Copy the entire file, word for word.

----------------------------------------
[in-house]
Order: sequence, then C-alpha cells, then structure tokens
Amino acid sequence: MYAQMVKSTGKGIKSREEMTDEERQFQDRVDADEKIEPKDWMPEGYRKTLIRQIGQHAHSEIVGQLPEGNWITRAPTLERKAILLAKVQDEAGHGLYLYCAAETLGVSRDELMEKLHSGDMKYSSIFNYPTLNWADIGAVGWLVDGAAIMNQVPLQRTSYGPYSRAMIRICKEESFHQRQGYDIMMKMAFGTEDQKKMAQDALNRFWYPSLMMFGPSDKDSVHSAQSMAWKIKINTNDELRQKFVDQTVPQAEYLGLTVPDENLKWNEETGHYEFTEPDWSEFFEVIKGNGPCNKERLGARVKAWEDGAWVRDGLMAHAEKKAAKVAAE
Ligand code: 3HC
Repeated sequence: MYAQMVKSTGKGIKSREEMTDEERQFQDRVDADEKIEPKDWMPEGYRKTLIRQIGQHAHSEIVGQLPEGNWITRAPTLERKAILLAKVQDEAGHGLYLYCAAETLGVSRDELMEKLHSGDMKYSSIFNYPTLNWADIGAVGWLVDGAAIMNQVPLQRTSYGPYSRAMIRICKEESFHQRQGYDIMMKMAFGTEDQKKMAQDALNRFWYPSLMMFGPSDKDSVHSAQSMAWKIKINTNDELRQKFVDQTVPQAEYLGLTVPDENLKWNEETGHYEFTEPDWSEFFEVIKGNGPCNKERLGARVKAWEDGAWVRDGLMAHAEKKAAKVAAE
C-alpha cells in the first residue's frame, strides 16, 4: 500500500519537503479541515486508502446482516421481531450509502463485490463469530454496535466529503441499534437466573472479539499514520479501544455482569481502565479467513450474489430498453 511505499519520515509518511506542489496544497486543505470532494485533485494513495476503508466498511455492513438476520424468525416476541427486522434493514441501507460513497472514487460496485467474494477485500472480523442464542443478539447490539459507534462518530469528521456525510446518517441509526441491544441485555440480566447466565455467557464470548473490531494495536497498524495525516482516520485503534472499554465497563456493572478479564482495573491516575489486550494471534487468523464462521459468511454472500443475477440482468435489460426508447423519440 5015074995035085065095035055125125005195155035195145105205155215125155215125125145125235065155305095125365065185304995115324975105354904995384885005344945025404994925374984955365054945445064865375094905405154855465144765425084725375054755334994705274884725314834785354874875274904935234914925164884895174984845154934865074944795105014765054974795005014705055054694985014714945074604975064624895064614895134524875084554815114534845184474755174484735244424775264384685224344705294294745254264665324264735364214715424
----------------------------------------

[in-house]
Order: sequence, then C-alpha cells, then structure tokens
Amino acid sequence: MYAQMVKSTGKGIKSREEMTDEERQFQDRVDADEKIEPKDWMPEGYRKTLIRQIGQHAHSEIVGQLPEGNWITRAPTLERKAILLAKVQDEAGHGLYLYCAAETLGVSRDELMEKLHSGDMKYSSIFNYPTLNWADIGAVGWLVDGAAIMNQVPLQRTSYGPYSRAMIRICKEESFHQRQGYDIMMKMAFGTEDQKKMAQDALNRFWYPSLMMFGPSDKDSVHSAQSMAWKIKINTNDELRQKFVDQTVPQAEYLGLTVPDENLKWNEETGHYEFTEPDWSEFFEVIKGNGPCNKERLGARVKAWEDGAWVRDGLMAHAEKKAAKVAAE
Ligand code: 3HC
Repeated sequence: MYAQMVKSTGKGIKSREEMTDEERQFQDRVDADEKIEPKDWMPEGYRKTLIRQIGQHAHSEIVGQLPEGNWITRAPTLERKAILLAKVQDEAGHGLYLYCAAETLGVSRDELMEKLHSGDMKYSSIFNYPTLNWADIGAVGWLVDGAAIMNQVPLQRTSYGPYSRAMIRICKEESFHQRQGYDIMMKMAFGTEDQKKMAQDALNRFWYPSLMMFGPSDKDSVHSAQSMAWKIKINTNDELRQKFVDQTVPQAEYLGLTVPDENLKWNEETGHYEFTEPDWSEFFEVIKGNGPCNKERLGARVKAWEDGAWVRDGLMAHAEKKAAKVAAE
C-alpha cells in the first residue's frame, strides 16, 4: 500500500519537503479541515486508502446482516421481531450509502463485490463469530454496535466529503441499534437466573472479539499514520479501544455482569481502565479467513450474489430498453 511505499519520515509518511506542489496544497486543505470532494485533485494513495476503508466498511455492513438476520424468525416476541427486522434493514441501507460513497472514487460496485467474494477485500472480523442464542443478539447490539459507534462518530469528521456525510446518517441509526441491544441485555440480566447466565455467557464470548473490531494495536497498524495525516482516520485503534472499554465497563456493572478479564482495573491516575489486550494471534487468523464462521459468511454472500443475477440482468435489460426508447423519440 5015074995035085065095035055125125005195155035195145105205155215125155215125125145125235065155305095125365065185304995115324975105354904995384885005344945025404994925374984955365054945445064865375094905405154855465144765425084725375054755334994705274884725314834785354874875274904935234914925164884895174984845154934865074944795105014765054974795005014705055054694985014714945074604975064624895064614895134524875084554815114534845184474755174484735244424775264384685224344705294294745254264665324264735364214715424